NIC Kay is a transdisciplinary artist whose work straddles performance, video, installation, collage, and printmaking. NIC's current projects explore movement as a place of reclamation of the body, history, and identity. Born and reaised in the Bronx, New York, NIC graduated from Professional Performing Artist School in 2007 and was a Hemispheric Institute EMERGENYC Fellow in 2009. NIC was a youth member and peer educator at the Hetrick-Martin Institute, home of the Harvey Milk School, for eight years. Now residing in Chicago, they are a founding member of 3rd Language queer arts collective. They gave the 2013 keynote speech at The Trans, Gender Nonconforming, Intersex Freedom Picnic and Rally in Chicago, and they have taught for About Face TheatreWomen Made GalleryFree Street Theater, and Broadway Youth Center. In 2014 they were awarded the Chances Dances - Marc Aguhar Memorial Grant.
Bryn Kelly has shared her written work at NYC-based performance series TRIPS, Low Standards, and Queer Memoir; as a columnist at Showtime Network’s; in Original Plumbing magazine; as a regular contributor to the digital literary magazine; and in the anthology, Trans/Love: Radical Sex, Love and Relationships Beyond the Gender Binary, edited by Morty Diamond. The Brooklyn resident has written short fiction for the journal Time is Not A Line: Reflections on HIV/AIDS Now, commissioned by the New Museum, and EOAGH, a Journal of the Arts. 
Aydin Kennedy, MSW, ACSW, has been providing mental health counseling for transgender youth, adults, and their families for the last five years. He is the cofounder of the Stonewall Alliance Center’s community counseling program in Chico, Calif. As a queer trans man and activist, Aydin is extremely passionate about exploring the intersecting identities and often multiple disparities experienced by the trans community. He currently resides in Los Angeles, where he is the coordinator of the Transgender Health Program and Trans* Empower Program at St. John’s Well Child and Family Center; a no-barrier, informed consent medical and mental health program providing services for transgender adults in the south Los Angeles area.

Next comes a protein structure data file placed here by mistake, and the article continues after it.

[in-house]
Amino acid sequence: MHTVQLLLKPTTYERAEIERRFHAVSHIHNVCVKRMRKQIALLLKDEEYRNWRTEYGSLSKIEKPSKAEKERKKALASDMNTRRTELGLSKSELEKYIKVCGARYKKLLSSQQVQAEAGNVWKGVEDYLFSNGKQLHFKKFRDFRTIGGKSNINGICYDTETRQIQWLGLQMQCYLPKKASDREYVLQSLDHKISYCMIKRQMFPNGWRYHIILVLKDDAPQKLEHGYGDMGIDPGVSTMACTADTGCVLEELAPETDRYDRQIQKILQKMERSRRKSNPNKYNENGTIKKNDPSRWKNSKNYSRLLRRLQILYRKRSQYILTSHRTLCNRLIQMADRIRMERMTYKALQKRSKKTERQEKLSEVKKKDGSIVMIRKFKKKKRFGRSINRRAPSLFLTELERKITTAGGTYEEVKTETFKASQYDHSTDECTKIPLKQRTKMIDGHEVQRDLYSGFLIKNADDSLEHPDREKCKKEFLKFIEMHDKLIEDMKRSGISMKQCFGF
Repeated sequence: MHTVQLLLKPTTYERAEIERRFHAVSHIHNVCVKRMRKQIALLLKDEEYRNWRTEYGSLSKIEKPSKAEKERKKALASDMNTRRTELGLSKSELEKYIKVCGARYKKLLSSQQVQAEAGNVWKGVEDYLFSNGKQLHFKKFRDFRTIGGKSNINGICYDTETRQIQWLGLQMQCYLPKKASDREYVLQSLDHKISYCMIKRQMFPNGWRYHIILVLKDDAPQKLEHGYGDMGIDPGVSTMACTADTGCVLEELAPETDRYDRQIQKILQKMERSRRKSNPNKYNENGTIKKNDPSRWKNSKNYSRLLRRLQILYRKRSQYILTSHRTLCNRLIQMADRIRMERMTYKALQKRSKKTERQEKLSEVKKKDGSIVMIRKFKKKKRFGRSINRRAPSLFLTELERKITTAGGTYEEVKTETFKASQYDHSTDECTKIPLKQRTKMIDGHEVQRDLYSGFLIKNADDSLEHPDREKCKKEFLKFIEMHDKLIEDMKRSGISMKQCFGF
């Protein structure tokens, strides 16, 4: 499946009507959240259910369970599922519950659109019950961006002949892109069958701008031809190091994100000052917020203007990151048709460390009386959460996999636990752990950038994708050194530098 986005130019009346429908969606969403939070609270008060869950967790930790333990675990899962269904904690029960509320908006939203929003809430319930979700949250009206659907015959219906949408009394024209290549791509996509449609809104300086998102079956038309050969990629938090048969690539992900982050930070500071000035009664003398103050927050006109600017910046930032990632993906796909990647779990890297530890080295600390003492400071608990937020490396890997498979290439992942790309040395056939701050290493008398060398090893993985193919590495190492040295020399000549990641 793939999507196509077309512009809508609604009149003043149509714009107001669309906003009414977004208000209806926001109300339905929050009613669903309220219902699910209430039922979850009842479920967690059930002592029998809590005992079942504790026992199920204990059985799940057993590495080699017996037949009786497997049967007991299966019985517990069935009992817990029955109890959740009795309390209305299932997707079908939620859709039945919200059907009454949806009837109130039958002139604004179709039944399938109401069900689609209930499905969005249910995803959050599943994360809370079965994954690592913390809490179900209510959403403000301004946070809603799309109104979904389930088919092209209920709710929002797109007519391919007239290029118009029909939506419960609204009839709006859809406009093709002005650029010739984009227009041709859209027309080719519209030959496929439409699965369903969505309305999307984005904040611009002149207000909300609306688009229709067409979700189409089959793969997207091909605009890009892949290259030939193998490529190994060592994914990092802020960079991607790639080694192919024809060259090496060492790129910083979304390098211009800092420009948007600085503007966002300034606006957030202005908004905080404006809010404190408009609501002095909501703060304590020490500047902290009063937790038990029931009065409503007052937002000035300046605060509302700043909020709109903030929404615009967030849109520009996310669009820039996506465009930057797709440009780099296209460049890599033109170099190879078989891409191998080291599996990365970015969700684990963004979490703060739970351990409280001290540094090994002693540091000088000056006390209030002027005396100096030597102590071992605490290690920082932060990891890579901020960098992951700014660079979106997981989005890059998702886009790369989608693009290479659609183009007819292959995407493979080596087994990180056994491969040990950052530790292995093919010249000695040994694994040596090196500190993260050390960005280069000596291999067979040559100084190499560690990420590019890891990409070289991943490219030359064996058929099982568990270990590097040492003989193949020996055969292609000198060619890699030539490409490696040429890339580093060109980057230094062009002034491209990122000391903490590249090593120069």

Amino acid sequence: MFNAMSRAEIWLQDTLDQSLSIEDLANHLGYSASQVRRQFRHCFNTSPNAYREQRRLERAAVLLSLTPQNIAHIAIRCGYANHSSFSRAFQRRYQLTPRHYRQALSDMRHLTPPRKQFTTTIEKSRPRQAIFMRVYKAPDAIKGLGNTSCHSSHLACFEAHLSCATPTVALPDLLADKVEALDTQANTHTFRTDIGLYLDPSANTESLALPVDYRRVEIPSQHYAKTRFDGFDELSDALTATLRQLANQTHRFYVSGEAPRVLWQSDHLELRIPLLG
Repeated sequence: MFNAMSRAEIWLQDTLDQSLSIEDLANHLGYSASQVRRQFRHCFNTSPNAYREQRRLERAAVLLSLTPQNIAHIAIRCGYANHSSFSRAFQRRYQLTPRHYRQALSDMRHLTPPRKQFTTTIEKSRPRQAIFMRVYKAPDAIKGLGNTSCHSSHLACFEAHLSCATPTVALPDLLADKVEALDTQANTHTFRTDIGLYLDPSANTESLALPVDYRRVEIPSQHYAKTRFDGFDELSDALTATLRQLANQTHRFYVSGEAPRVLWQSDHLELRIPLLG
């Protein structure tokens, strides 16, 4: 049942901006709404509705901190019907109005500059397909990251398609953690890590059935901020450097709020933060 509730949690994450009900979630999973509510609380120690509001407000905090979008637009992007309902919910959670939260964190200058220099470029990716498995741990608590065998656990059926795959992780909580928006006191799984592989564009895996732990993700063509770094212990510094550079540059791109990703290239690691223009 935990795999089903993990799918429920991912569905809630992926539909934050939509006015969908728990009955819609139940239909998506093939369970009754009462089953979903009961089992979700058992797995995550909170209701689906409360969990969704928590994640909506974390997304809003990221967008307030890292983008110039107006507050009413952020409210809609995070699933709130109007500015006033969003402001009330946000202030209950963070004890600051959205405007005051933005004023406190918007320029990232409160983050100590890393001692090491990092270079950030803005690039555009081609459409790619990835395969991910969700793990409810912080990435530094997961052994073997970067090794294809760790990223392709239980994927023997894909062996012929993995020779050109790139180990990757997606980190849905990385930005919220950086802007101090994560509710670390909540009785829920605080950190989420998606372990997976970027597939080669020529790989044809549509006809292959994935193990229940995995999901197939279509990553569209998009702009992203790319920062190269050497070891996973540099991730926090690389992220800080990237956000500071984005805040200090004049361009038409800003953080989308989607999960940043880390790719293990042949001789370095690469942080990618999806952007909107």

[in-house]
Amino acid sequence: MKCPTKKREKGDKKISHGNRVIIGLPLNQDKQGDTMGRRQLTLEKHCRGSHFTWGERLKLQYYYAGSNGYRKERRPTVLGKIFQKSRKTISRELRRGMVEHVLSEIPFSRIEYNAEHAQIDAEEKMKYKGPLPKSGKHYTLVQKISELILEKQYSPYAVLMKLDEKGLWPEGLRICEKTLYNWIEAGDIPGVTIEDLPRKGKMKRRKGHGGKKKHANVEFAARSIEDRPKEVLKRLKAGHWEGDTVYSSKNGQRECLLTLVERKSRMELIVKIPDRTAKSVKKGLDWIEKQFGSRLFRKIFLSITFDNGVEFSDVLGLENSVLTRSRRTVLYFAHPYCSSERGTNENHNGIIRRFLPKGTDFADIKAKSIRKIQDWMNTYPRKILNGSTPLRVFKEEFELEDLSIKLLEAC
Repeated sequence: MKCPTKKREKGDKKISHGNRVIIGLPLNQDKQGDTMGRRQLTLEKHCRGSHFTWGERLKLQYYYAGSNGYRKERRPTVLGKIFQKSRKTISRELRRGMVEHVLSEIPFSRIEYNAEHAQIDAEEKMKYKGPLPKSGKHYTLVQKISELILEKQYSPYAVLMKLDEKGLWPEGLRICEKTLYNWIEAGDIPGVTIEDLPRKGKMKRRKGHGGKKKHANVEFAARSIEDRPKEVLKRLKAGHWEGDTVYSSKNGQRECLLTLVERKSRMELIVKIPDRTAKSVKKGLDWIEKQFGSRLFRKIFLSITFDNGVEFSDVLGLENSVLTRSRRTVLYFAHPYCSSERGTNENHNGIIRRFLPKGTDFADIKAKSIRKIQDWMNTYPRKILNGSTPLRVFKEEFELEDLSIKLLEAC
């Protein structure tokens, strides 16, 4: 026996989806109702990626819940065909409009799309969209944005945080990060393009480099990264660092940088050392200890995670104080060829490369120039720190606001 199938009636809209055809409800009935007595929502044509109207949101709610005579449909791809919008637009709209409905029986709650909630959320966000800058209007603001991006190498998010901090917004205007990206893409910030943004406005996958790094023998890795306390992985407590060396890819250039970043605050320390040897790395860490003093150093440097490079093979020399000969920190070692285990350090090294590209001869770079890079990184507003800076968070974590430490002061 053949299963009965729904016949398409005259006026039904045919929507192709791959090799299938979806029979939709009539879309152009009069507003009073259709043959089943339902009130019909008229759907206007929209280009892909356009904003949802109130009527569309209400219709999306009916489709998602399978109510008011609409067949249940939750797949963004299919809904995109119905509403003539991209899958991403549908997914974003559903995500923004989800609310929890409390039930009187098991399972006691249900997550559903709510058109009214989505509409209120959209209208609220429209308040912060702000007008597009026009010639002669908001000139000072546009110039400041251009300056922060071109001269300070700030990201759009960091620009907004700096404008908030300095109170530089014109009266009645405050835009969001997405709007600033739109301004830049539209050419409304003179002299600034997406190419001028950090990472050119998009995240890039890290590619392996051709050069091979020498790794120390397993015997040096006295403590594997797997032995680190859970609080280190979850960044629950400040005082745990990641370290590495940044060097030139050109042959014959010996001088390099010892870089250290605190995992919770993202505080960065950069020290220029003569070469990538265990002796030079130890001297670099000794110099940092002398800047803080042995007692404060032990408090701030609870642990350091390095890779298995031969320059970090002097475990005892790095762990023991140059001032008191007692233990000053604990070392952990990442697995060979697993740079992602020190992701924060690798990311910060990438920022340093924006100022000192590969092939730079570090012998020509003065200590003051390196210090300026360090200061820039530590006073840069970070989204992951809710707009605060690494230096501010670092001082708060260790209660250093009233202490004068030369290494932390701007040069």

Mira Krishnan is a neuropsychologist and healthcare leader. At Hope Network, a leading social service agency, she directs the Center for Autism, west Michigan's leading autism evaluation and treatment program. She is active on the local, state, and national levels, including a board advisory role with the American Association of Children's Residential Centers and cochairing the American Psychological Associations Division 44 Committee for Transgender People and Gender Diversity. Mira has presented at the First Event and Southern Comfort Conferences on workplace transition/coming-out success, and she is also an active blogger on LGBTQIA+ and feminist issues. She lives in Grand Rapids, Mich., and is in a committed relationship with a trans man, Teri Jourdan. She came out publicly as trans in July 2014.
Malachi Larrabee-Garza currently serves as director of the Community Justice Network for Youth at the W. Haywood Burns Institute. Malachi leads the CJNY, a network of over 200 organizations across the U.S. working to eliminate racial and ethnic disparities within the juvenile justice system and build community alternatives to the juvenile and criminal justice systems. While at the Burns Institute Malachi cofounded the Brown Boi Project and works with the School of Unity and Liberation (SOUL), Southerners On New Ground, Transgender & Intersexed Justice Project, Brown Boi Project and BreakOUT! through board appointments and staffing special projects. 
Jiz Lee entered the world of adult films in 2005 and over the course of a decade slowly built a name in the industry by presenting their genuine pleasure and gender expression on camera. They speak at colleges and universities, lead queer and consent-based sex ed workshops, curate screenings, and work tirelessly behind the scenes at Pink & White Productions (, supporting queer and trans cinema, and emerging filmmakers. Their erotic philanthropic Karma Pervs project benefits sex worker, LGBTQ, and health-focused organizations. Jiz chronicles their adventures in porn on their blog, and is currently editing their first book, Coming Out Like a Porn Star, with essays on intersectional experiences in pornography. In their downtime, Jiz is training for an Ironman 70.3.